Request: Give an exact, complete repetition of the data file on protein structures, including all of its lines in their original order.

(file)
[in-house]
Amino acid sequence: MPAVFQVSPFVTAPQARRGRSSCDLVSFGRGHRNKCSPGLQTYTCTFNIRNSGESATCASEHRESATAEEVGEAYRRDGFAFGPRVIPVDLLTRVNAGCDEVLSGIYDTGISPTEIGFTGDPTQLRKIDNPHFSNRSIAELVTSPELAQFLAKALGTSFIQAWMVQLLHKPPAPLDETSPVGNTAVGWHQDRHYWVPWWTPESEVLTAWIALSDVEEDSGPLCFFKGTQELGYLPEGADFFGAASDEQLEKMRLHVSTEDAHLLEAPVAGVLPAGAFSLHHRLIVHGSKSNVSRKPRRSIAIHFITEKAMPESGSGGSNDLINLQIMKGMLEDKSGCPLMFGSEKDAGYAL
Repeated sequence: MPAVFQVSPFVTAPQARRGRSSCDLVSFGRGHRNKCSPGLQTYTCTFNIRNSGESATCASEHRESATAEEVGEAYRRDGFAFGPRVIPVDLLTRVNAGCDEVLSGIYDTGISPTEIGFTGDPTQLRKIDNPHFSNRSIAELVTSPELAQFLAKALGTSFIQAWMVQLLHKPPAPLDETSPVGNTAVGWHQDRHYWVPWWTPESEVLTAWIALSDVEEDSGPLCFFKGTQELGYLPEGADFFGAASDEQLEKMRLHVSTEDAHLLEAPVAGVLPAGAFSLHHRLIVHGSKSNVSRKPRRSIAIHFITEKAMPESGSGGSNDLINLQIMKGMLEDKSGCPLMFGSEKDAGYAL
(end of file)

[in-house]
Amino acid sequence: MPAVFQVSPFVTAPQARRGRSSCDLVSFGRGHRNKCSPGLQTYTCTFNIRNSGESATCASEHRESATAEEVGEAYRRDGFAFGPRVIPVDLLTRVNAGCDEVLSGIYDTGISPTEIGFTGDPTQLRKIDNPHFSNRSIAELVTSPELAQFLAKALGTSFIQAWMVQLLHKPPAPLDETSPVGNTAVGWHQDRHYWVPWWTPESEVLTAWIALSDVEEDSGPLCFFKGTQELGYLPEGADFFGAASDEQLEKMRLHVSTEDAHLLEAPVAGVLPAGAFSLHHRLIVHGSKSNVSRKPRRSIAIHFITEKAMPESGSGGSNDLINLQIMKGMLEDKSGCPLMFGSEKDAGYAL
Repeated sequence: MPAVFQVSPFVTAPQARRGRSSCDLVSFGRGHRNKCSPGLQTYTCTFNIRNSGESATCASEHRESATAEEVGEAYRRDGFAFGPRVIPVDLLTRVNAGCDEVLSGIYDTGISPTEIGFTGDPTQLRKIDNPHFSNRSIAELVTSPELAQFLAKALGTSFIQAWMVQLLHKPPAPLDETSPVGNTAVGWHQDRHYWVPWWTPESEVLTAWIALSDVEEDSGPLCFFKGTQELGYLPEGADFFGAASDEQLEKMRLHVSTEDAHLLEAPVAGVLPAGAFSLHHRLIVHGSKSNVSRKPRRSIAIHFITEKAMPESGSGGSNDLINLQIMKGMLEDKSGCPLMFGSEKDAGYAL